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Blizzard Entertainment’s president says no to NFTs.



Mike Ybarra’s statement follows Activision Blizzard’s inquiries about players regarding cryptocurrency and NFTs.

The NFTs and blockchain are controversial topics that have caused a lot of discussion within the gaming industry in the last year. Some companies, such as Valve, oppose the idea. Others, such as Ubisoft or Konami, are open to the picture. GSC Game World is one example of a company that has changed its mind about NFTs after fan backlash.

Ybarra quickly shut down talks of Blizzard dabbling with NFTs, but fans still remain skeptical.

Some thought Activision Blizzard was jumping on the bandwagon after reports that they had sent surveys to select players to gauge their interest and opinions about NFTs, play-to-earn, and other gaming topics, over the weekend.

This is not the case. It turns out.

Mike Ybarra (President of Blizzard) denied that the company was involved in this new gaming trend. Ybarra stated on Twitter that “Noone is doing NFTs.” Unfortunately, Ybarra didn’t respond to subsequent tweets that asked if Blizzard was aware of the poll’s contents.

Ybarra’s response helps ease fan concerns, but it doesn’t completely resolve them.

Fans worry that Blizzard’s venture into NFTs and cryptocurrency is only a matter of when and not if.

Some still worry that Blizzard is trying to gauge interest. This suggests that the company is interested enough in the idea to ask players. Activision Blizzard has been controversial enough that it is hard to ignore its impact on company morale. Although it’s encouraging to hear positive news, such as Call of Duty moving away from its annual release schedule, this is just one of many complaints.

We don’t know what Blizzard is up to. The poll has slowed down what should have been a thrilling few days for Blizzard. Fans eagerly await the official announcement of the next World of Warcraft expansion. Overwatch 2 will be available in beta starting April 26th.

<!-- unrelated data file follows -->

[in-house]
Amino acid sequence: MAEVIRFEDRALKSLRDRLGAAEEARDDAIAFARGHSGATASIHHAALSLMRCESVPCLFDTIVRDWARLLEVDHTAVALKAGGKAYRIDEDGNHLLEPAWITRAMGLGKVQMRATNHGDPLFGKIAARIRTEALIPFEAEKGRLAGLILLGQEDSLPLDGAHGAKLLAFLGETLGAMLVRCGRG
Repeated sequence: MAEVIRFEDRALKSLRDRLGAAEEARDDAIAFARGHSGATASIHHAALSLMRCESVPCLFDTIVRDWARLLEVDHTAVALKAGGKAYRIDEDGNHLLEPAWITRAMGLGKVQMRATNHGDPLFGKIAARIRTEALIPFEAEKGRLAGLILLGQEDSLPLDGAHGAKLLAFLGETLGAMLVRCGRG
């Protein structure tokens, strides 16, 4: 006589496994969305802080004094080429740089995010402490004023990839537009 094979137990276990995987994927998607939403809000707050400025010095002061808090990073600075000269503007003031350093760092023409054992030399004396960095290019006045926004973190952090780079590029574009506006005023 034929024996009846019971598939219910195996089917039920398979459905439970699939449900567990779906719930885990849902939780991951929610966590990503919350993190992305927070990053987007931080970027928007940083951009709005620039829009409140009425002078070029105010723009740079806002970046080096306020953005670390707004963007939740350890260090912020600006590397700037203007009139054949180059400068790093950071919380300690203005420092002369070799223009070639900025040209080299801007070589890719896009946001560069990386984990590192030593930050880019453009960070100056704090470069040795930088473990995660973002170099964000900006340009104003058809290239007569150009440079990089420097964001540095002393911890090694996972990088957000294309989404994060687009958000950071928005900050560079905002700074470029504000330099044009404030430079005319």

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Honda Will Return To Formula 1 as An Aston Martin Engine Supplier 2026.



Honda will return to Formula 1 in a formal role from 2026 as an engine supplier to Aston Martin. Aston Martin team. The company officially quit F1 in the year 2021; however, its engines are utilized by both Red Bull teams and are known as Hondas by 2023.

Honda announced on Wednesday that the F1’s goal of reaching carbon neutrality in 2030 had been a “key factor” behind its decision to return to F1 officially.

The new rules in 2026 are expected to enhance the electrical efficiency of F1 engines.

The body governing the sport, the FIA, requires the mark to use biodegradable synthetic fuels simultaneously.

Honda Racing Corporation president Koji Watanabe has stated: “In pursuit of its aim of achieving carbon neutrality before 2030, beginning in 2026, the FIA will require to use 100percent carbon neutral fuel, and electric power will increase dramatically by 3x the amount of the regulations currently in place.

“With this massive increase in power generated by electricity, it is clear that the most critical factor in winning in F1 is a small, powerful, light and efficient motor that has a battery with high performance that can be swiftly managing the power of a high output and energy management technology.

“We believe this know-how gained from this new challenge has the potential to be applied directly to a future mass-production electric vehicle.”

What’s the reason behind Honda’s shift in strategy?

F1 has used hybrid engines since 2014. However, the new regulations will result in significant changes to their layout.

Most significant is the elimination of the MGU-H element of the hybrid system, which recuperates energy from the turbo. It also increases a substantial percentage of hybrid power that is included in the engine’s power output.

Watanabe told reporters: “Currently, the electrical energy is 20% or less compared to the internal combustion engine.

“But the new regulations require about 50% or more electrification, which moves even further toward electrification, and the technology for electrification will be helpful for us in producing vehicles in the future.

Carbon-neutral fuels, as well as their integration in the engine, the engineer said, “match with Honda’s direction.”

Watanabe stated that expanding the F1 cost cap to engine covers was also an element in his decision, as it would have made “long-term and continuous participation in F1 easier”.


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